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David Poland

By David Poland poland@moviecitynews.com

Friday Estimates: Blob Beats Rock

friday estimates 071618

7 Responses to “Friday Estimates: Blob Beats Rock”

  1. movieman says:

    Wow. Look at that opening day figure for “Eighth Grade.”
    It could have one of the best PSA’s for a limited release so far this year.
    Another feather in A24’s cap.
    Wonder if “EG” has any chance of crossing over to mainstream success.

  2. Aaron Aradillas says:

    So, is SICARIO 2 going to make less than the original at the domestic box office? I guess they should have tried a little harder to work Emily Blunt into the movie. Also, maybe not every “surprise” hit deserves a sequel.

  3. palmtree says:

    Hot Blog gets a reprieve! Thanks!

    And also thanks for removing the ridiculous per-theater average stat.

    Skyscraper’s biggest challenge was that it wasn’t a sequel or part of a franchise. If Bruce Willis was in it, maybe you could make the argument it was part of some Die Hard alternate universe, but here it’s just an original knock-off. That’s too bad. We’re only rewarding more sequels and franchises which we claim we don’t want, but really kinda do.

    I can’t wait to see Eighth Grade. Along with Sorry to Bother You, Blindspotting, and Three Identical Strangers, I haven’t been this excited about movies in a long time.

  4. dinovelvet says:

    The first Sicario made $46 mil so it looks like this one is going to match it almost exactly

  5. Big G says:

    It’s been fascinating watching Black Panther’s box office. At the end of the weekend of May 11-13 it was at $696.5 million and it’s taken it two months to make it to $699.9 million. Why won’t Disney just put it back in about 200 first run theaters with their higher ticket prices for one weekend to get it over $700 million and get it over with?

  6. BO Sock Puppet says:

    Who needs $700m? Black Panther is already like an overachieving savant forever skewing the curve of all the franchises. Few movies going forward will be able to take advantage of the zeitgeist like BP managed in its rarefied moment, and seeking to force lightning into a different bottle will only result in failure. All downhill from here for the MCU, Star Wars, and moviemaking in general on that scale.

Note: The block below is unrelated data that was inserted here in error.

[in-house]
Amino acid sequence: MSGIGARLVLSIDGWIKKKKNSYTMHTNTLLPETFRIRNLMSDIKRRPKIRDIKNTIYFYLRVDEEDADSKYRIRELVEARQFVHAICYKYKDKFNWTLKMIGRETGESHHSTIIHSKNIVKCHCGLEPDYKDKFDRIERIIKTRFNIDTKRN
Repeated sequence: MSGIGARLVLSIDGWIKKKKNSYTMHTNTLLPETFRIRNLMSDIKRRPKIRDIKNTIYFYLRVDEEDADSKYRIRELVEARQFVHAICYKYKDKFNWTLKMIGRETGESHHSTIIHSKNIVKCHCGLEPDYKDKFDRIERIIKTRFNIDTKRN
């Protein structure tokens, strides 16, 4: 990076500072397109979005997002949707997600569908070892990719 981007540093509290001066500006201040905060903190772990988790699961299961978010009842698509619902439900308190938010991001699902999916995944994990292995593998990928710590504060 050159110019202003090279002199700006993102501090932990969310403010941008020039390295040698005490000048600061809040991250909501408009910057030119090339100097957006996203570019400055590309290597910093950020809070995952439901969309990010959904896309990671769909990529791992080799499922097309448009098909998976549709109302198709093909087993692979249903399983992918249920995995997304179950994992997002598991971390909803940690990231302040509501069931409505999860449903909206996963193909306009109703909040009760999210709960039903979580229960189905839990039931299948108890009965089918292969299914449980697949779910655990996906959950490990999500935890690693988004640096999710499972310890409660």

7. Glamourboy says:

    Ant Man is listed as #3 even though the following 2 movies made more money?

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“Ten years ago at Telluride, I said on a panel that theatrical distribution was dying. It seemed obvious to me. I was surprised how many in the audience violently objected: ‘People will always want to go to the movies!’ That’s true, but it’s also true that theatrical cinema as we once knew it has died. Theatrical cinema is now Event Cinema, just as theatrical plays and musical performances are Events. No one just goes to a movie. It’s a planned occasion. Four types of Event Cinema remain.
1. Spectacle (IMAX-style blockbusters)
2. Family (cartoon like features)
3. Horror (teen-driven), and
4. Film Club (formerly arthouse but now anything serious).

There are isolated pockets like black cinema, romcom, girl’s-night-out, seniors, teen gross-outs, but it’s primarily those four. Everything else is TV. Now I have to go back to episode five of ‘Looming Tower.'”
~ Paul Schrader

“Because of my relative candor on Twitter regarding why I quit my day job, my DMs have overflowed with similar stories from colleagues around the globe. These peeks behind the curtains of film festivals, venues, distributors and funding bodies weren’t pretty. Certain dismal patterns recurred (and resonated): Boards who don’t engage with or even understand their organization’s artistic mission and are insensitive to the diverse neighborhood in which their organization’s venue is located; incompetent founders and/or presidents who create only obstacles, never solutions; unduly empowered, Trumpian bean counters who chip away at the taste and experiences that make organizations’ cultural offerings special; expensive PR teams that don’t bring to the table a bare-minimum familiarity with the rich subcultural art form they’re half-heartedly peddling as “product”; nonprofit arts organizations for whom art now ranks as a distant-second goal behind profit.”
~ Eric Allen Hatch